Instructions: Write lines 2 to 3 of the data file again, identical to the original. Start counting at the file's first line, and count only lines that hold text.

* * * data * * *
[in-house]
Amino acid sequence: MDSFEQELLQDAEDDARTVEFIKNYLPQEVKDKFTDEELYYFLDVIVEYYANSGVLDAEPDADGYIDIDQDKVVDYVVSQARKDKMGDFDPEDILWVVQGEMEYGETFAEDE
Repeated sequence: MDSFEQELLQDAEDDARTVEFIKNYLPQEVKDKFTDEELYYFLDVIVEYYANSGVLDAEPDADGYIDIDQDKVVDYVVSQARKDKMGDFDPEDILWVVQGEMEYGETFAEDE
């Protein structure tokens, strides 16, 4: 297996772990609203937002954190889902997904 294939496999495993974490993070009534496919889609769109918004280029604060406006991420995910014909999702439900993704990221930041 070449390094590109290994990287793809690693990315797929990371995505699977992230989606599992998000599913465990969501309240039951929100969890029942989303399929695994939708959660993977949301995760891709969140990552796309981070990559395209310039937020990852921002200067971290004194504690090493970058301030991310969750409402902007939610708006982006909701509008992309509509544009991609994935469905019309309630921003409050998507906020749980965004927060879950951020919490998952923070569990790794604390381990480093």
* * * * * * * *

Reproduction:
Amino acid sequence: MDSFEQELLQDAEDDARTVEFIKNYLPQEVKDKFTDEELYYFLDVIVEYYANSGVLDAEPDADGYIDIDQDKVVDYVVSQARKDKMGDFDPEDILWVVQGEMEYGETFAEDE
Repeated sequence: MDSFEQELLQDAEDDARTVEFIKNYLPQEVKDKFTDEELYYFLDVIVEYYANSGVLDAEPDADGYIDIDQDKVVDYVVSQARKDKMGDFDPEDILWVVQGEMEYGETFAEDE